Pediatric Surgery International

, Volume 35, Issue 6, pp 631–634 | Cite as

Embracing change: the era for pediatric ERAS is here

  • Mary E. BrindleEmail author
  • Kurt Heiss
  • Michael J. Scott
  • C. Anthony Herndon
  • Olle Ljungqvist
  • Martin A. Koyle
  • on behalf Pediatric ERAS (Enhanced Recovery After Surgery) Society
Open Access
Review Article


The concept of Enhanced Recovery After Surgery (ERAS) has increasingly been embraced by our adult surgical colleagues, but has been slow to crossover to pediatric surgical subspecialties. ERAS® improves outcomes through multiple, incremental steps that act synergistically throughout the entire surgical journey. In practice, ERAS® is a strategy of perioperative management that is defined by strong implementation and ongoing adherence to a patient-focused, multidisciplinary, and multimodal approach. There are increasing numbers of surgical teams exploring ERAS® in children and there is mounting evidence that this approach may improve surgical care for children across the globe. The first World Congress in Pediatric ERAS® in 2018 has set the stage for a new era in pediatric surgical safety.


ERAS Enhanced recovery after surgery Care pathways Quality and safety Outcomes 

The concept of Enhanced Recovery After Surgery (ERAS) has increasingly been embraced by our adult surgical colleagues. To date, however, the concepts of ERAS have been slow to crossover to pediatric surgical subspecialties.

On November 30th, 2018 in Richmond, Virginia, the first World Congress for Pediatric Enhanced Recovery After Surgery (ERAS®) was held, bringing together experts in standardized perioperative pediatric care from across the globe. The aim of this meeting was to set the stage for a revolution in pediatric surgical care, by forming a working group for ERAS® pediatric surgery within the ERAS® Society (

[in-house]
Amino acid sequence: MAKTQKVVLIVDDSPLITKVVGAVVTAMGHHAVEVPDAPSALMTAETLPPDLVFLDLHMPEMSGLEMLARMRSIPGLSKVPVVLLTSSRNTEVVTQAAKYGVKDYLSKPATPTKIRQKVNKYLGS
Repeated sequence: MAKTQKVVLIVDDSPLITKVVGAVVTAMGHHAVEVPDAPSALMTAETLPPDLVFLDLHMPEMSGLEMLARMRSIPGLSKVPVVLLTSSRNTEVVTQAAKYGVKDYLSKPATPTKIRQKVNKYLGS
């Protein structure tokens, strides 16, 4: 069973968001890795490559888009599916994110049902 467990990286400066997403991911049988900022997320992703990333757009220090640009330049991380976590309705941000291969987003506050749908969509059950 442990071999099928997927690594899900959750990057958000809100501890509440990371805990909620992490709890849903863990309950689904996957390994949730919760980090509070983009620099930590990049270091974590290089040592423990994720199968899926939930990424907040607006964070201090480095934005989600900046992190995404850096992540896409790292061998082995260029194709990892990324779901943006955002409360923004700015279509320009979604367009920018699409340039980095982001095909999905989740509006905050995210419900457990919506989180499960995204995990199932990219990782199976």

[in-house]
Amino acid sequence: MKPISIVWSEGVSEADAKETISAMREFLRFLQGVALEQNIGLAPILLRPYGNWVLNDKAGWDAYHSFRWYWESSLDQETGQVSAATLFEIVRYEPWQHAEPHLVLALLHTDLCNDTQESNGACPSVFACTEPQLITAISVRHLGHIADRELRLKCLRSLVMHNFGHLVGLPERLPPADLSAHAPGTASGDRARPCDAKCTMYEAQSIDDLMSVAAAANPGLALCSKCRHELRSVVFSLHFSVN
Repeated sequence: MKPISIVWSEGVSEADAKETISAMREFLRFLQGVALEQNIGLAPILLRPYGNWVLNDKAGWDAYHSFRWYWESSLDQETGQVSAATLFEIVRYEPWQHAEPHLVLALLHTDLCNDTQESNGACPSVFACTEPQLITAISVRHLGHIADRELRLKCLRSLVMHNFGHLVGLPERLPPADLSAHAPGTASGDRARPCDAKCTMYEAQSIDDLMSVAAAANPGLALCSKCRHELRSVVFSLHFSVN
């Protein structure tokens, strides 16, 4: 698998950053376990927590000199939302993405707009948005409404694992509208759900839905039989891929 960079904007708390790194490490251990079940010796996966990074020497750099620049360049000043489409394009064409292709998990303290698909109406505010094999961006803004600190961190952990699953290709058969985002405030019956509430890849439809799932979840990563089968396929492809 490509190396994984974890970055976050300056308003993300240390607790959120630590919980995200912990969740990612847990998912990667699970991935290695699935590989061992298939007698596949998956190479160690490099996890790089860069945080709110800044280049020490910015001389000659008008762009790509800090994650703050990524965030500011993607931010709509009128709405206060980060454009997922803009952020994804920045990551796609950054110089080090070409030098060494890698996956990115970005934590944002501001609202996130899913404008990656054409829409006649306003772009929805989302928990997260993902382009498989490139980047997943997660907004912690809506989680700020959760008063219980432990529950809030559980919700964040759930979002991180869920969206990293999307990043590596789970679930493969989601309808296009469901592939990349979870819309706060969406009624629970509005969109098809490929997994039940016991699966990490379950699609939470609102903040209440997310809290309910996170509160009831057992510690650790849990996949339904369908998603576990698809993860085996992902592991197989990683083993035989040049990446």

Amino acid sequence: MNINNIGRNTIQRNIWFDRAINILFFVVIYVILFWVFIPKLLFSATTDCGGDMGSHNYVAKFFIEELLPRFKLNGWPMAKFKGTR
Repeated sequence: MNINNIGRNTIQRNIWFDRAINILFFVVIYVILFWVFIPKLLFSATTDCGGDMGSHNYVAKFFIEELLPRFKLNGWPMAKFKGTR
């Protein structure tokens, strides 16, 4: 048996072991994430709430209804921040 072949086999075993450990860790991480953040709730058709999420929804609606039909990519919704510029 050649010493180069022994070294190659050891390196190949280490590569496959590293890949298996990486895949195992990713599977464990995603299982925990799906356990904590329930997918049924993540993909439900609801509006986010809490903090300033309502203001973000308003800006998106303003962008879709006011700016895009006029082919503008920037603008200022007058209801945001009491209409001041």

ERAS® follows a holistic approach to the treatment of surgical patients. The origins of ERAS® are rooted in the concept that patient outcomes can be improved through the modulation of the physiologic response to surgical stress [1]. Early on, ERAS® pioneers recognized that this approach required consideration of a multitude of factors simultaneously as well as involvement of stakeholders in the patient experience to effect change in outcomes. Rather than focusing on a single intervention, ERAS® improves outcomes through multiple, incremental steps that act synergistically throughout the entire surgical journey (preoperative, intra/perioperative, and post-operative phases of care). In practice, ERAS® is a strategy of perioperative management that is defined by strong implementation and ongoing adherence to a patient-focused, multi-disciplinary, and multimodal approach. This requires a team-based culture that includes not only those who directly care for a patient, but also the patients themselves, who are active participants in the process, not simply passive recipient of care.